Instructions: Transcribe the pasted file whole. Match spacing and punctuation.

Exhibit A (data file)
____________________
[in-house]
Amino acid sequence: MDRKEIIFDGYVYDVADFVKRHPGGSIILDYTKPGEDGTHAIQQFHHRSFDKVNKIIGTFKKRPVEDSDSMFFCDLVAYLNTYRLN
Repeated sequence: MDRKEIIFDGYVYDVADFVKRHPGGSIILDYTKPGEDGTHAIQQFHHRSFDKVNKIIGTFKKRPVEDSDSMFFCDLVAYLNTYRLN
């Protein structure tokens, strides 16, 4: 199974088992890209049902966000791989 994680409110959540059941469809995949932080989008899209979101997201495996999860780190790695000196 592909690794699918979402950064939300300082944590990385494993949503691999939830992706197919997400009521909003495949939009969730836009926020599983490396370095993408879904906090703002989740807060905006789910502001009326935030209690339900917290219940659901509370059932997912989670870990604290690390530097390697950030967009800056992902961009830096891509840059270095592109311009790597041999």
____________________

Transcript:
[in-house]
Amino acid sequence: MDRKEIIFDGYVYDVADFVKRHPGGSIILDYTKPGEDGTHAIQQFHHRSFDKVNKIIGTFKKRPVEDSDSMFFCDLVAYLNTYRLN
Repeated sequence: MDRKEIIFDGYVYDVADFVKRHPGGSIILDYTKPGEDGTHAIQQFHHRSFDKVNKIIGTFKKRPVEDSDSMFFCDLVAYLNTYRLN
């Protein structure tokens, strides 16, 4: 199974088992890209049902966000791989 994680409110959540059941469809995949932080989008899209979101997201495996999860780190790695000196 592909690794699918979402950064939300300082944590990385494993949503691999939830992706197919997400009521909003495949939009969730836009926020599983490396370095993408879904906090703002989740807060905006789910502001009326935030209690339900917290219940659901509370059932997912989670870990604290690390530097390697950030967009800056992902961009830096891509840059270095592109311009790597041999």